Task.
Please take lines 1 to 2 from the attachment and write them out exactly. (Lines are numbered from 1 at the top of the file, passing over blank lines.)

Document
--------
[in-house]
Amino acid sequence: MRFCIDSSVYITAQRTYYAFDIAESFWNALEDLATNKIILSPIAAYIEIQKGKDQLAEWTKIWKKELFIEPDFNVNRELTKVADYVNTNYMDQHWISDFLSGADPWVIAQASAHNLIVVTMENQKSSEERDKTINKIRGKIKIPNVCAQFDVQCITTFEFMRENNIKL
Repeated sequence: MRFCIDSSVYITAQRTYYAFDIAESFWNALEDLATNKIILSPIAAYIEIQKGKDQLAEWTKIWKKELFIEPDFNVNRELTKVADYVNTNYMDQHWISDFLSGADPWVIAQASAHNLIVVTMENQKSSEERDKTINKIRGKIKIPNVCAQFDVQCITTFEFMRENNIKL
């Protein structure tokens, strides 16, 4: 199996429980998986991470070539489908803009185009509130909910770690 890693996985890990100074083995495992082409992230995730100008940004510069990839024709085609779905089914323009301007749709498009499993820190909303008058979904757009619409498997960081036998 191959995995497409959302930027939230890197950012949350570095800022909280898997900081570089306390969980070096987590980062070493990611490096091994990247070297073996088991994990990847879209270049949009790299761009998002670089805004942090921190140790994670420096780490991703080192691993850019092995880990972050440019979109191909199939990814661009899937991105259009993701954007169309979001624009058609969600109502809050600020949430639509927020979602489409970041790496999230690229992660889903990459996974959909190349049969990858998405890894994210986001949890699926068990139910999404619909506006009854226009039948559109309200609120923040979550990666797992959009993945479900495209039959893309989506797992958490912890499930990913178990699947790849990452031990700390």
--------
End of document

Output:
[in-house]
Amino acid sequence: MRFCIDSSVYITAQRTYYAFDIAESFWNALEDLATNKIILSPIAAYIEIQKGKDQLAEWTKIWKKELFIEPDFNVNRELTKVADYVNTNYMDQHWISDFLSGADPWVIAQASAHNLIVVTMENQKSSEERDKTINKIRGKIKIPNVCAQFDVQCITTFEFMRENNIKL